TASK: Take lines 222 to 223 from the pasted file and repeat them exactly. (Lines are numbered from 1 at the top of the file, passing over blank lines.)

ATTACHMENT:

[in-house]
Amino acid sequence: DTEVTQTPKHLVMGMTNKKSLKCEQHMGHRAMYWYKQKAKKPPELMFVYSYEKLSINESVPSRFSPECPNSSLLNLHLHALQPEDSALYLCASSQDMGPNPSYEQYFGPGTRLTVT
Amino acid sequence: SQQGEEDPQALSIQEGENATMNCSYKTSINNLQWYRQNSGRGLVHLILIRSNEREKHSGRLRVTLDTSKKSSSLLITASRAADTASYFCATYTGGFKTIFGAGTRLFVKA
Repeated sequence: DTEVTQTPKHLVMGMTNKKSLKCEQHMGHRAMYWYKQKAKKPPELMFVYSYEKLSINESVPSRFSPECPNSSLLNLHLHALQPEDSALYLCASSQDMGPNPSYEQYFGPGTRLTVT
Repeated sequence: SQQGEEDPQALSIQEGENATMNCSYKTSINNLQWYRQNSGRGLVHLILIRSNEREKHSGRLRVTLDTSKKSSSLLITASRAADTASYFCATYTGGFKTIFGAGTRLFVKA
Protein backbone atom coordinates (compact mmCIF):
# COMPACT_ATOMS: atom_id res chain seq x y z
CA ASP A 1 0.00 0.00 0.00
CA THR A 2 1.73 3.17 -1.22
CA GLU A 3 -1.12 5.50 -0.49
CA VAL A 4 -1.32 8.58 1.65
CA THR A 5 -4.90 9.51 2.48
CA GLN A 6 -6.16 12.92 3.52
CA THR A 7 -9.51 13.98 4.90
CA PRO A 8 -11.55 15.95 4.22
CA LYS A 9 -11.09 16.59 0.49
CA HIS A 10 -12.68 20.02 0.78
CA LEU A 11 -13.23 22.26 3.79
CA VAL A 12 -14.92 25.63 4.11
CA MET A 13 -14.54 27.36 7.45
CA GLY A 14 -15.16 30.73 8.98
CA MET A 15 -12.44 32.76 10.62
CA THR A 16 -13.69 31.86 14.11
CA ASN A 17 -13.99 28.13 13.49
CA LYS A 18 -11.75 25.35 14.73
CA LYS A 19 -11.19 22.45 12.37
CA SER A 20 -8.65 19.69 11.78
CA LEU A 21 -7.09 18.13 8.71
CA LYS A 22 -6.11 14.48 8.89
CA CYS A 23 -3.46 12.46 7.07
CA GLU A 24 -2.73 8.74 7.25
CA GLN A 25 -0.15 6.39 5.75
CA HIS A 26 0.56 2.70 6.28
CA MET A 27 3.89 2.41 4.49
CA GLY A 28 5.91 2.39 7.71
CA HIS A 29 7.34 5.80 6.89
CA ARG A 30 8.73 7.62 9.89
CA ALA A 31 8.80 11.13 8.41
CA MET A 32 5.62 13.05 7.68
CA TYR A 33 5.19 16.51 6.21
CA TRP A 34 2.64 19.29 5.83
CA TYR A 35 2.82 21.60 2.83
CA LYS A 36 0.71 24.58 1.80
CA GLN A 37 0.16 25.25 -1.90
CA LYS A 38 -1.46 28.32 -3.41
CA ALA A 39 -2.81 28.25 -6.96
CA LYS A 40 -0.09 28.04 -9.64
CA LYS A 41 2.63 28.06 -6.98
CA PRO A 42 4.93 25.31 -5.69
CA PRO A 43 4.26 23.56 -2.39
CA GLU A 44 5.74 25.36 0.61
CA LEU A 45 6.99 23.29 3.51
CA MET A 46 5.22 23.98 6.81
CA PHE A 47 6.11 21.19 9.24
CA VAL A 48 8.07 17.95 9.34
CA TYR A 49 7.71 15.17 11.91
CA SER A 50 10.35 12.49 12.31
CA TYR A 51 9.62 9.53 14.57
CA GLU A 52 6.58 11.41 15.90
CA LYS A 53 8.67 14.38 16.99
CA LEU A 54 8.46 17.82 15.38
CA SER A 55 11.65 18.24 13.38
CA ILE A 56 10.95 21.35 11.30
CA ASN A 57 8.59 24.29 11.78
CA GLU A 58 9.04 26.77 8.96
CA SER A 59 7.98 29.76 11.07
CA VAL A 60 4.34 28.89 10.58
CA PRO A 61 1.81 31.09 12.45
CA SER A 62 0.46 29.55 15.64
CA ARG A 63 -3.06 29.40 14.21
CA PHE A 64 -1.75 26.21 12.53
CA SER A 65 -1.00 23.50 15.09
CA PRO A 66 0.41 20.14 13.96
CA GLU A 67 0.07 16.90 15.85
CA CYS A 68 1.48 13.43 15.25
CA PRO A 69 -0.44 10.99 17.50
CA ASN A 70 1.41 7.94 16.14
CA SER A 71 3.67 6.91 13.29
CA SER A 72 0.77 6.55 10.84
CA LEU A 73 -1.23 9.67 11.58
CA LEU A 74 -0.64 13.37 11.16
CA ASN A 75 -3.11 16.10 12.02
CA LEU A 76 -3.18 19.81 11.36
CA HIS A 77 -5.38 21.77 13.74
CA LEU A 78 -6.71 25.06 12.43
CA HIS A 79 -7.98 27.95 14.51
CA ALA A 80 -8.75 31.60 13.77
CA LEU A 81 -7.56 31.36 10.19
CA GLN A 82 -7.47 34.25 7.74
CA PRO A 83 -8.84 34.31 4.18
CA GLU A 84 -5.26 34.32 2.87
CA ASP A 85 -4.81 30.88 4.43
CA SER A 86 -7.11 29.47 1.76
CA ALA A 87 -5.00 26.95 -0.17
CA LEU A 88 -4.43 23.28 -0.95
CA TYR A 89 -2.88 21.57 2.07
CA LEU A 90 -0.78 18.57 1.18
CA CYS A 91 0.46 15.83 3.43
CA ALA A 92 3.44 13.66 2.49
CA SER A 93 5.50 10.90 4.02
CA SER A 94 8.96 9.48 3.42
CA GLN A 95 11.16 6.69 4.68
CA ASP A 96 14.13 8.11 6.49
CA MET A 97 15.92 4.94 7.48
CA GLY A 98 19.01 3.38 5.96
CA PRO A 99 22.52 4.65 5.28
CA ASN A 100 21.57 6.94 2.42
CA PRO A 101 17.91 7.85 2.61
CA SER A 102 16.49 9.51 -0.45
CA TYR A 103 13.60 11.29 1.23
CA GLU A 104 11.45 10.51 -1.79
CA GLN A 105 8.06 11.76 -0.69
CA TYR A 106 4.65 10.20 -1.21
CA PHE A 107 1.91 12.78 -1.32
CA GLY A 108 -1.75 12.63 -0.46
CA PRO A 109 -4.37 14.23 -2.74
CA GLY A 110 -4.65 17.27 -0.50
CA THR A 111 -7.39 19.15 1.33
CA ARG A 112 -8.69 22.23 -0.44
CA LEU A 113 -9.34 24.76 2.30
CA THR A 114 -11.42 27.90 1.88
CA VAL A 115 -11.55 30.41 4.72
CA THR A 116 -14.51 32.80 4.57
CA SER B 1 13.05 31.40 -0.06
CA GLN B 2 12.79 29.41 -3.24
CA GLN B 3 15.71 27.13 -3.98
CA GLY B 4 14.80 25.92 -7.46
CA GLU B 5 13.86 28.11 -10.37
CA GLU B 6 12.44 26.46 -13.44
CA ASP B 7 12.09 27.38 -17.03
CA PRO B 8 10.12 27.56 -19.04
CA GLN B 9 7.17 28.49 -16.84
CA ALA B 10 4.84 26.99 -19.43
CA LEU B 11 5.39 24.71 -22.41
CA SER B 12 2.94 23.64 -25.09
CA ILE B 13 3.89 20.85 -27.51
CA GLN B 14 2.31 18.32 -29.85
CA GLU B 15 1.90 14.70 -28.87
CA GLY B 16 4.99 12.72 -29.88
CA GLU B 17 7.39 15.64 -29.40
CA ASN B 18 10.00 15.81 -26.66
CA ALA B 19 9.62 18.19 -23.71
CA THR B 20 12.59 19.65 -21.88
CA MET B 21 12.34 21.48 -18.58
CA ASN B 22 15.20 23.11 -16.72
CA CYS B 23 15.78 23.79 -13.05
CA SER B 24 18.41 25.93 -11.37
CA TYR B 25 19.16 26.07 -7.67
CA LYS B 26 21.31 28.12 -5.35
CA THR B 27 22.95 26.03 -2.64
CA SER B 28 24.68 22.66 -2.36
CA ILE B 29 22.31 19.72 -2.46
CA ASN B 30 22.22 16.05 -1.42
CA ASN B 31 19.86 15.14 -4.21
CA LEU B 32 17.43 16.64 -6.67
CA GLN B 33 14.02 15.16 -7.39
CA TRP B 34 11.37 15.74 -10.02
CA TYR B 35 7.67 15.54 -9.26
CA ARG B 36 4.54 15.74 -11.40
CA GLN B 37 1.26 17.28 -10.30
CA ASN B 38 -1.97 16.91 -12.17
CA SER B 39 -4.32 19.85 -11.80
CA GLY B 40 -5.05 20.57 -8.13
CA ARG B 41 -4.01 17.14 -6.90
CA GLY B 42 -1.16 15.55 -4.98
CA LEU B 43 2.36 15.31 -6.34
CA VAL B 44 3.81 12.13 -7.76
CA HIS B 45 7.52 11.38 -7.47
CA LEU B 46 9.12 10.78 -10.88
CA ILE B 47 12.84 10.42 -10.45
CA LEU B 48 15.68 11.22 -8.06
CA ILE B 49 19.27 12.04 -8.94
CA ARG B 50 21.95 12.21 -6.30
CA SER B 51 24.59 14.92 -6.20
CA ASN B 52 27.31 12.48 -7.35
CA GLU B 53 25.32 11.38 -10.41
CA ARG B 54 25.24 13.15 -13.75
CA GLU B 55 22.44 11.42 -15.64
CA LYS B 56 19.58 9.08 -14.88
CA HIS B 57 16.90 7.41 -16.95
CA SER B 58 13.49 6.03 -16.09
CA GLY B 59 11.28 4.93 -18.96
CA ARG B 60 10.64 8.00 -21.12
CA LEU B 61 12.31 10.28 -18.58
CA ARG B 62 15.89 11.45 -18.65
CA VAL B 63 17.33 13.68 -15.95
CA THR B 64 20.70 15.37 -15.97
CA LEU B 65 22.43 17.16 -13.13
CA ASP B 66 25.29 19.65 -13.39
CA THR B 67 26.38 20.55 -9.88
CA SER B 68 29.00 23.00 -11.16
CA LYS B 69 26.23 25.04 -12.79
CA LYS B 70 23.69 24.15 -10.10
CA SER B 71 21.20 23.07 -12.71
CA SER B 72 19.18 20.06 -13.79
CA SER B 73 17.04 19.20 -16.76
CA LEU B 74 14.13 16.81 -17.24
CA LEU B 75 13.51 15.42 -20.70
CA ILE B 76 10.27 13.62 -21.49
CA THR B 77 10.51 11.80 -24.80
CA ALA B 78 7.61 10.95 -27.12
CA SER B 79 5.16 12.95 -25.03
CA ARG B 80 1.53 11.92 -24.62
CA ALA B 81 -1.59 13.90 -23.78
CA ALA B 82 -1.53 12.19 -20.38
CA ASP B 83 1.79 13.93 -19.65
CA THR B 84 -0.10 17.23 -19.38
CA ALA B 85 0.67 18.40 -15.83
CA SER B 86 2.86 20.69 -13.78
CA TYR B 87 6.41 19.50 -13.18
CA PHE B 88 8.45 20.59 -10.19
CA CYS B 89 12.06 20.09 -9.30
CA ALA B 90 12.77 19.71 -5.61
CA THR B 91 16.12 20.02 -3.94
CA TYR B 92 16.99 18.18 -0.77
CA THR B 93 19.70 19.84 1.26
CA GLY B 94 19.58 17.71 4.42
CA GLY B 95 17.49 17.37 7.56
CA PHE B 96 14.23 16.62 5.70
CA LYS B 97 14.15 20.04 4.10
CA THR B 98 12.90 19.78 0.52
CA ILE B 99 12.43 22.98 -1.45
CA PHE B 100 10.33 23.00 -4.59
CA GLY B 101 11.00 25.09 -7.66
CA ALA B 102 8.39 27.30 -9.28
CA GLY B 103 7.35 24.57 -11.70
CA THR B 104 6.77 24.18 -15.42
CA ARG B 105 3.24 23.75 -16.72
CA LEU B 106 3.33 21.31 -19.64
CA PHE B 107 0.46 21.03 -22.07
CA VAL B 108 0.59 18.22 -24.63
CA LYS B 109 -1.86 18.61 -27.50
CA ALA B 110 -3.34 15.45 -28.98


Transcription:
CA ILE B 99 12.43 22.98 -1.45
CA PHE B 100 10.33 23.00 -4.59